American politics is not just a combination of high ideals and low cunning. It is also the story of thousands of local influencers, fixers, activists, and run-of-the-mill voters who shape the destinies of candidates. It's about the flawed and ambitious people who become candidates and must first grind it out for one vote at a time, if they want to ascend to the nation's highest office. Nowhere is this more true, and more carefully preserved, than in the state of New Hampshire.Utterly atypical of the country as a whole, New Hampshire has nonetheless afforded itself the status of the beacon of American democracy. New Hampshire has, by law, been the first state to cast its votes in the presidential primaries since 1920. Between that year and 1992, no one became president without first winning the New Hampshire primary. Since then, every commander-in-chief has finished in the top two, and the state has retained its clout in the twenty-first century. A win in New Hampshire is said by statisticians to boost a candidate's chances nationwide by twenty-seven percent. For that reason, the state is also often the graveyard of political ambitions: the list of sitting presidents whose terms ended with primary challenges launched from New Hampshire's granite rocks includes Harry Truman and Lyndon Johnson. New Hampshire has also ruined the White House ambitions of a long list of well-known, well-funded challengers who couldn't figure out how to win it the hard way.Scott Conroy followed the 2016 campaign up and down the state of New Hampshire and used that experience to uncover the peppery local officials, wiley operatives, wide-eyed activists, and complicated handlers who have determined the state's primary outcomes for generations. Through the eyes of these sometimes anonymous but always deeply influential characters, he reveals the workings of American presidential politics at a point in the campaign when the White House is still a distant dream, and the votes that matter most can be found in far-flung hamlets like Dixville Notch, Berlin and Wolfeboro.
The Vital Abyss
By James S. A. Corey, Jefferson Mays
From New York Times bestselling author James S. A. Corey . . .Somewhere in the vast expanse of space, a group of prisoners lives in permanent captivity.The only company they have is each other and the Belters who guard them. The only stories they know are the triumphs and crimes that brought them there. The only future they see is an empty life in an enormous room.And then the man from Mars came along . . .Set in the hard-scrabble solar system of the Expanse, The Vital Abyss deepens James S. A. Corey's acclaimed series.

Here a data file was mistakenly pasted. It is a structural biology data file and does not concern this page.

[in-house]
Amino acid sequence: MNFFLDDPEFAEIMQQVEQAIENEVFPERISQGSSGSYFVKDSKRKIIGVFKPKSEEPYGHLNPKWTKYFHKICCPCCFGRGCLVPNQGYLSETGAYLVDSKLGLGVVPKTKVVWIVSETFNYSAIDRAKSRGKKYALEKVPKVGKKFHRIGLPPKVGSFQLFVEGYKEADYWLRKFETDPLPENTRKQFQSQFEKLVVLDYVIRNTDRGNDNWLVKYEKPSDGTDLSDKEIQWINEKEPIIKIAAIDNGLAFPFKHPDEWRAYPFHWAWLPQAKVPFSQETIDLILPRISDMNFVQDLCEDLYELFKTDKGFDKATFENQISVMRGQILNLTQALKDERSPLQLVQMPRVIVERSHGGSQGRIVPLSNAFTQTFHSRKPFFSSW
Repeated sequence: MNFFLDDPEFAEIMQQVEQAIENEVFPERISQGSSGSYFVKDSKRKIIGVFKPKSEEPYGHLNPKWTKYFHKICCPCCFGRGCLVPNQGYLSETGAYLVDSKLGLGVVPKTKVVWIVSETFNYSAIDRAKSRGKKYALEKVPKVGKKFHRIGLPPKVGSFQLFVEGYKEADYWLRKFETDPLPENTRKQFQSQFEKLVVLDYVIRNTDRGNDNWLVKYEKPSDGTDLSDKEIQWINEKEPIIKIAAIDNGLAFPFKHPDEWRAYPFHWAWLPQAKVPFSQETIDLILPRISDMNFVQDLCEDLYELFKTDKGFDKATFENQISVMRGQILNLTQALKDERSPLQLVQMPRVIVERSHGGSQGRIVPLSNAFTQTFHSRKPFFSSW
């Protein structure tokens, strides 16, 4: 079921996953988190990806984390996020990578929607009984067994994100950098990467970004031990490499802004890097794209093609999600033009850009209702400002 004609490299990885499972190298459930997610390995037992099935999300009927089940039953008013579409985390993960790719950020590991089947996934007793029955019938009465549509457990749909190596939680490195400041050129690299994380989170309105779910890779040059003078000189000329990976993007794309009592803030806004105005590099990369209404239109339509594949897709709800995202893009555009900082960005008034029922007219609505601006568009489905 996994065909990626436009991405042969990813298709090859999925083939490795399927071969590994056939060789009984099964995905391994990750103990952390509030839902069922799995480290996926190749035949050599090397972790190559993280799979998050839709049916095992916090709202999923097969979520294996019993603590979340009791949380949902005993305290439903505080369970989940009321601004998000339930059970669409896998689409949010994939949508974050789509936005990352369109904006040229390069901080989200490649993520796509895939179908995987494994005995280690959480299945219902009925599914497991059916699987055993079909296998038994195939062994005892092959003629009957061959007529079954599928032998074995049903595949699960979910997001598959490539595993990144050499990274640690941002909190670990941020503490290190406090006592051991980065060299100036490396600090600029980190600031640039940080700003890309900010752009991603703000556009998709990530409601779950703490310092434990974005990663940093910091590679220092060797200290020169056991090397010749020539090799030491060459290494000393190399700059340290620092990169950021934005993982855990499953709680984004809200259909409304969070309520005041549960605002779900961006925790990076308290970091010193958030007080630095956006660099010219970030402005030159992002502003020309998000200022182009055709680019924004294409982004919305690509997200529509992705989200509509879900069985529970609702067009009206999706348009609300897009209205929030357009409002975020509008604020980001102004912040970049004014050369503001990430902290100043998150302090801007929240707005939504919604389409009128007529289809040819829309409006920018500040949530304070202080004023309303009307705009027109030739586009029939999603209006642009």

The Violet Hour
By Katie Roiphe
The last days of five great thinkers, writers and artists - as they come to terms with the reality of approaching deathKatie Roiphe's extraordinary book is filled with intimate and surprising revelations. Susan Sontag, consummate public intellectual, finds her rational thinking tested during her third bout with cancer. Seventy-six year old John Updike's response to a fatal diagnosis is to begin a poem. Dylan Thomas's fatal collapse on the floor of a Greenwich Village tavern is preceded by a fortnight of almost suicidal excess. Sigmund Freud understands his hastening decline. Maurice Sendak shows his lifelong obsession with death in his beloved books.The Violet Hour - urgent and unsentimental - helps us to be less afraid in the face of death.
By Daniel Raeburn
An unforgettable portrait of a marriage tested to its limits.When Dan, a writer with a passion for underground comics, and his wife Bekah, a potter dedicated to traditional Japanese ceramics, met through a mutual friend, they swiftly fell in love. "Of all the women I've ever met," Dan told a friend, "she's the first one who felt like family." But at Christmas, as they prepared for the birth of their first child, tragedy struck.Based on Daniel Raeburn's acclaimed New Yorker essay, Vessels: A Memoir of What Wasn't is the story of how the couple clashed and clung to each other through a series of unsuccessful pregnancies before finally, joyfully, becoming parents. In prose as handsomely unadorned as his wife's pottery, Raeburn recounts a marriage cemented by the same events that nearly broke it.Vessels is an unflinching, enormously moving account of intimacy, endurance and love.